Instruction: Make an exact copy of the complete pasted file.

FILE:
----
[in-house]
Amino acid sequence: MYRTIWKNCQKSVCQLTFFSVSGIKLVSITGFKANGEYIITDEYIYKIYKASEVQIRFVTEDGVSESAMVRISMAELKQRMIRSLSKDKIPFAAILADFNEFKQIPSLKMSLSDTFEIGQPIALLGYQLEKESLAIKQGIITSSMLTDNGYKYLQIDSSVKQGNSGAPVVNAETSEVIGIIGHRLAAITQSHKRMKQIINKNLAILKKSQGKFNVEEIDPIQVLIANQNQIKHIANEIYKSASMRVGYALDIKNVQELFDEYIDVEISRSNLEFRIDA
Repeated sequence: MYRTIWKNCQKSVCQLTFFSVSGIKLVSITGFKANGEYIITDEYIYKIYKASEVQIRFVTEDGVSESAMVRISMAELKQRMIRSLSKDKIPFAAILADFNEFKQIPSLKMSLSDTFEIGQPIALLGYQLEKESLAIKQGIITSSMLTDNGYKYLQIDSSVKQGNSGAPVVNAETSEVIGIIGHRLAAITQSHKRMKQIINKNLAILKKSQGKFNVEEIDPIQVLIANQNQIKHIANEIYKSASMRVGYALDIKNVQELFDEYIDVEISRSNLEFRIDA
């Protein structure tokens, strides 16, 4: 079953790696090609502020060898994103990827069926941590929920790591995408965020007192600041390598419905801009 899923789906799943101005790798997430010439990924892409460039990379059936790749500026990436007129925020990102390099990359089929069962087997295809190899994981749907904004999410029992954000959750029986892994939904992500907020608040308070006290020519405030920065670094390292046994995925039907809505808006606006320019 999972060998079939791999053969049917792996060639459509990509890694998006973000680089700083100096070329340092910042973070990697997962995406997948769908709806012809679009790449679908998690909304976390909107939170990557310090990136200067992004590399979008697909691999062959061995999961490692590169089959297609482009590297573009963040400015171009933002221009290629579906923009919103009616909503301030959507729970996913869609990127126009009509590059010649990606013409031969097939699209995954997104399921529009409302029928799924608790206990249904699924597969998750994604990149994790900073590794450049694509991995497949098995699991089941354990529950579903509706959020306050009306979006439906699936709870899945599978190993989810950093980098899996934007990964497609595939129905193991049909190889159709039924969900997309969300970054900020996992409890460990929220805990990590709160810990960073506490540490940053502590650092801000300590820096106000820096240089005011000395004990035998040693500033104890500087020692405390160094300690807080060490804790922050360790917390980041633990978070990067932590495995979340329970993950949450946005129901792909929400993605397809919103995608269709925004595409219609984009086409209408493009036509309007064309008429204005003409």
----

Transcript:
[in-house]
Amino acid sequence: MYRTIWKNCQKSVCQLTFFSVSGIKLVSITGFKANGEYIITDEYIYKIYKASEVQIRFVTEDGVSESAMVRISMAELKQRMIRSLSKDKIPFAAILADFNEFKQIPSLKMSLSDTFEIGQPIALLGYQLEKESLAIKQGIITSSMLTDNGYKYLQIDSSVKQGNSGAPVVNAETSEVIGIIGHRLAAITQSHKRMKQIINKNLAILKKSQGKFNVEEIDPIQVLIANQNQIKHIANEIYKSASMRVGYALDIKNVQELFDEYIDVEISRSNLEFRIDA
Repeated sequence: MYRTIWKNCQKSVCQLTFFSVSGIKLVSITGFKANGEYIITDEYIYKIYKASEVQIRFVTEDGVSESAMVRISMAELKQRMIRSLSKDKIPFAAILADFNEFKQIPSLKMSLSDTFEIGQPIALLGYQLEKESLAIKQGIITSSMLTDNGYKYLQIDSSVKQGNSGAPVVNAETSEVIGIIGHRLAAITQSHKRMKQIINKNLAILKKSQGKFNVEEIDPIQVLIANQNQIKHIANEIYKSASMRVGYALDIKNVQELFDEYIDVEISRSNLEFRIDA
């Protein structure tokens, strides 16, 4: 079953790696090609502020060898994103990827069926941590929920790591995408965020007192600041390598419905801009 899923789906799943101005790798997430010439990924892409460039990379059936790749500026990436007129925020990102390099990359089929069962087997295809190899994981749907904004999410029992954000959750029986892994939904992500907020608040308070006290020519405030920065670094390292046994995925039907809505808006606006320019 999972060998079939791999053969049917792996060639459509990509890694998006973000680089700083100096070329340092910042973070990697997962995406997948769908709806012809679009790449679908998690909304976390909107939170990557310090990136200067992004590399979008697909691999062959061995999961490692590169089959297609482009590297573009963040400015171009933002221009290629579906923009919103009616909503301030959507729970996913869609990127126009009509590059010649990606013409031969097939699209995954997104399921529009409302029928799924608790206990249904699924597969998750994604990149994790900073590794450049694509991995497949098995699991089941354990529950579903509706959020306050009306979006439906699936709870899945599978190993989810950093980098899996934007990964497609595939129905193991049909190889159709039924969900997309969300970054900020996992409890460990929220805990990590709160810990960073506490540490940053502590650092801000300590820096106000820096240089005011000395004990035998040693500033104890500087020692405390160094300690807080060490804790922050360790917390980041633990978070990067932590495995979340329970993950949450946005129901792909929400993605397809919103995608269709925004595409219609984009086409209408493009036509309007064309008429204005003409």